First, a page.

4. Online Health Communities
In addition to factual information about your illness, health websites often also have online forums where you can ask and answer questions about your symptoms and treatments. At the very least, it’s a place to find people who understand what you’re going through. These websites may also have an active Facebook page, where you can interact with other followers in the comments. Patients Like Me and Healing Well (pictured above) both offer forums for patients. Here at The Mighty, we have more than 30 Facebook pages dedicated to various conditions.
5. Postcard Swaps
If you’re more of a snail-mail person, a postcard swap among fellow chronically ill people can be a fun alternative to online communities. Participants are matched to a stranger, who they send a postcard. You can end the correspondence there, or keep communicating. Denise Archilla, the founder of Spoonie Card Swap, told The Mighty she has heard of real friendships developing thanks to her swap. Spoonie Post is another postcard swap option developed specifically for people with chronic illnesses.
Spoonie Pen Pals and Where Spoonies Meet are Tumblr accounts where people with chronic illnesses can write a short post introducing themselves and share their online contact info. You can post about yourself, or simply reach out to someone else who posted. Free, non-illness-related pen pal sites include PenPal World and InterPals (for all pen pal sites, use caution when providing your address to a stranger).
6. Working From Home
If you’re able to work from home, a remote job can open up the possibility of socializing with coworkers through email or online messaging platforms like Slack. We created a list of companies that are hiring remote workers – click to check out the jobs we found.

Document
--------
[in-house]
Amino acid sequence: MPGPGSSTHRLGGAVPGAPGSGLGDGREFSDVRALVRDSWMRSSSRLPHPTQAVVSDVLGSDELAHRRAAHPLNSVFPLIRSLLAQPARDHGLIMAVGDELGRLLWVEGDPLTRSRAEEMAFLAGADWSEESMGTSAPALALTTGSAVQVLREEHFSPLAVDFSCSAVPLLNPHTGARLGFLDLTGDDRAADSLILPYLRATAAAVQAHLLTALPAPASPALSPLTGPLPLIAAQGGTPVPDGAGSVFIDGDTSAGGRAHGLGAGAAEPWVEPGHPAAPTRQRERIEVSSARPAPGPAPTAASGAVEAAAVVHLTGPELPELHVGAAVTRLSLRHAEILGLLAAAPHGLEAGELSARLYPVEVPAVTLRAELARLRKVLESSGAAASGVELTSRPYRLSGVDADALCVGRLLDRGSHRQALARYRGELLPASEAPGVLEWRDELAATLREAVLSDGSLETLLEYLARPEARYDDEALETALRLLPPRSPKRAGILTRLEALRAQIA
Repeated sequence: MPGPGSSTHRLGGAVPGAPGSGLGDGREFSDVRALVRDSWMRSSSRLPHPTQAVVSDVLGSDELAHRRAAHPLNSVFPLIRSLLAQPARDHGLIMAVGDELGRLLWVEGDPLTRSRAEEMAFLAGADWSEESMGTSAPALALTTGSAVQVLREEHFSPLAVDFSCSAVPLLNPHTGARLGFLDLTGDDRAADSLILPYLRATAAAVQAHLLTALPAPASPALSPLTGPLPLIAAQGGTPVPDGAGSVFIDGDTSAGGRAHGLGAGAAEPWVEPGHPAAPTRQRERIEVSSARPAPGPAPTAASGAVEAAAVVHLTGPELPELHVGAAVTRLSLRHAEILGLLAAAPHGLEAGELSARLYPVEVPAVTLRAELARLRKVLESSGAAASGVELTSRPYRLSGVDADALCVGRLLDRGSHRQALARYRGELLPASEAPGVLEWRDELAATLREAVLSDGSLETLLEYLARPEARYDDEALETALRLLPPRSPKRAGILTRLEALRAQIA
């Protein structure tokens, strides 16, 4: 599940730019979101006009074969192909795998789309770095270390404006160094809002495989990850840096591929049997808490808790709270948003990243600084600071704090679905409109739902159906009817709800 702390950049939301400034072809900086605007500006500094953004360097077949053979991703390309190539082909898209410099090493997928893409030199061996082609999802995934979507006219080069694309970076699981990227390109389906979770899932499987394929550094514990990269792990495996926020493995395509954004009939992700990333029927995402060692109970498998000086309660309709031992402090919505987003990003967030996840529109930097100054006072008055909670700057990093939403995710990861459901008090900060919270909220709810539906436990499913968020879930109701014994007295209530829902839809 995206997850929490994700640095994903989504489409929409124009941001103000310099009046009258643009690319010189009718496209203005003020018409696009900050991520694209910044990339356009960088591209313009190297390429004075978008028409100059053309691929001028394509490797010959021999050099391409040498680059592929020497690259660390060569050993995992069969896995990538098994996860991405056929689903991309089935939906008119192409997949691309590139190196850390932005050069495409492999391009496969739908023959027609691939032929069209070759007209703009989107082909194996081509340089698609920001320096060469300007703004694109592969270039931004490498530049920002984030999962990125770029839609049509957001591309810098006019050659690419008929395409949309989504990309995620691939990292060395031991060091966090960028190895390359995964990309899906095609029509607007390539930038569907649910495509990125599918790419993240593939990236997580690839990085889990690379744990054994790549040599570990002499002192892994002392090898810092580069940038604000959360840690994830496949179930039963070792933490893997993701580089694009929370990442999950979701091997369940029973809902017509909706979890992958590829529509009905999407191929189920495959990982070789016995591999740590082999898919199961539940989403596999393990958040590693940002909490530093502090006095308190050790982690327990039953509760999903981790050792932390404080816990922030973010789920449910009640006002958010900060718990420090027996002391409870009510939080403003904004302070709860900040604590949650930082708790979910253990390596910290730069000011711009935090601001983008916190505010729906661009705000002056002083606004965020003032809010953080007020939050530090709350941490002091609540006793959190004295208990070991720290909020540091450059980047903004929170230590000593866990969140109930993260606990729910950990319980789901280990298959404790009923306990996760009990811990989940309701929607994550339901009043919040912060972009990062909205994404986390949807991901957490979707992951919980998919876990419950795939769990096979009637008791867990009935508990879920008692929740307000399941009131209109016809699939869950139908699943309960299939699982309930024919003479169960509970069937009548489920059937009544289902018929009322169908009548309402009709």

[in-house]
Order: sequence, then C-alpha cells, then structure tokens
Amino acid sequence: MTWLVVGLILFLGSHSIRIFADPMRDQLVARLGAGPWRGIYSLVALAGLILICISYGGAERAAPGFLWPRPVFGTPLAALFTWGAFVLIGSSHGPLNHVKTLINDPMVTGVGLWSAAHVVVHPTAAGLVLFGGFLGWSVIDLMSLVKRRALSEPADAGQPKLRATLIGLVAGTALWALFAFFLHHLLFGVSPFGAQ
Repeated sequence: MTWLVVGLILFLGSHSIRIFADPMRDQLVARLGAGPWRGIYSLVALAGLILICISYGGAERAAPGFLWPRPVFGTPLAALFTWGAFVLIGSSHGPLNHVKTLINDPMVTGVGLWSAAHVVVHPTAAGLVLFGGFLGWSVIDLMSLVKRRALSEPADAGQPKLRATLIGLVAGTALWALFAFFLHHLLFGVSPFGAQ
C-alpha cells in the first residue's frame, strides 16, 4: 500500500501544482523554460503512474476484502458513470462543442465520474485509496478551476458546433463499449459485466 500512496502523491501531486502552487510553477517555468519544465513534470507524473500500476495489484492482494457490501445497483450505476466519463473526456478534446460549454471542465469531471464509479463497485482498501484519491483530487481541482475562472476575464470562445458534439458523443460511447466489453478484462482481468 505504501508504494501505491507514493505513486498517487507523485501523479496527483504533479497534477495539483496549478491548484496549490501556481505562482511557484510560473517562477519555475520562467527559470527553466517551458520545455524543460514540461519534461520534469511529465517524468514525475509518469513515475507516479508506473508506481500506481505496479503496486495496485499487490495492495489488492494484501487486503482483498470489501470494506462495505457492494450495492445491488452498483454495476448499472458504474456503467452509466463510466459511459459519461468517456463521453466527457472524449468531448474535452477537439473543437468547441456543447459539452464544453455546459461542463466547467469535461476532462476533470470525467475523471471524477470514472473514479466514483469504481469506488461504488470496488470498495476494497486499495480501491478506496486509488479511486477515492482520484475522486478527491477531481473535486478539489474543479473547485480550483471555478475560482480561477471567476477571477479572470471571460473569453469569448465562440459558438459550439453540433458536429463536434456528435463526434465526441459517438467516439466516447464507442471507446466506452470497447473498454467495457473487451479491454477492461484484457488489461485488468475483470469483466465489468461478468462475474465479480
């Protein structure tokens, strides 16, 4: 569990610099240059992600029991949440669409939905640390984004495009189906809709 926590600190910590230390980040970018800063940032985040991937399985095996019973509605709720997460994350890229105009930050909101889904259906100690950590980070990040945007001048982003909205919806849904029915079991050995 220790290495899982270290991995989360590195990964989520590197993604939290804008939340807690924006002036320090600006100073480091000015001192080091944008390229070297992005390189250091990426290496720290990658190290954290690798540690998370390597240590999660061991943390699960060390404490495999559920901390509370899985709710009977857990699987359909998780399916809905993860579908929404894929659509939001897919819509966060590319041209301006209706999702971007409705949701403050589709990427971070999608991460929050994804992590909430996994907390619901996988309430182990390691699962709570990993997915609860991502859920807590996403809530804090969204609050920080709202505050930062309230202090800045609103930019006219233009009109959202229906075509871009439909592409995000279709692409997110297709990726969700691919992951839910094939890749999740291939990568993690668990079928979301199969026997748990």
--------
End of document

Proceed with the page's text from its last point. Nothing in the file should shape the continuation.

7. Online Gaming
Artwork by Aria Sanderson
Thanks to the chat functions of many multiplayer games, you can play the game and talk with other players at the same time. Second Life (pictured above) allows users to create their own avatar and interact with others in a virtual world. Games that require you to work with other players in order to advance, like World of Warcraft, also have opportunities to chat with fellow players or even join or build a group to play with regularly. Let us know in the comments below if any games you’ve played were especially helpful for making friends.
8. Virtual Book Clubs
If you love reading and discussing your latest book with others but can’t make it to an IRL group, consider an online book club. One Book One Facebook is a Facebook group with over 1,800 members; Goodreads hosts thousands of genre-specific groups (plus groups like Emma Watson’s Our Shared Shelf). On Booktalk, you can join discussions about specific books and post your own discussion topics in the forum.
Stock photos via Pexels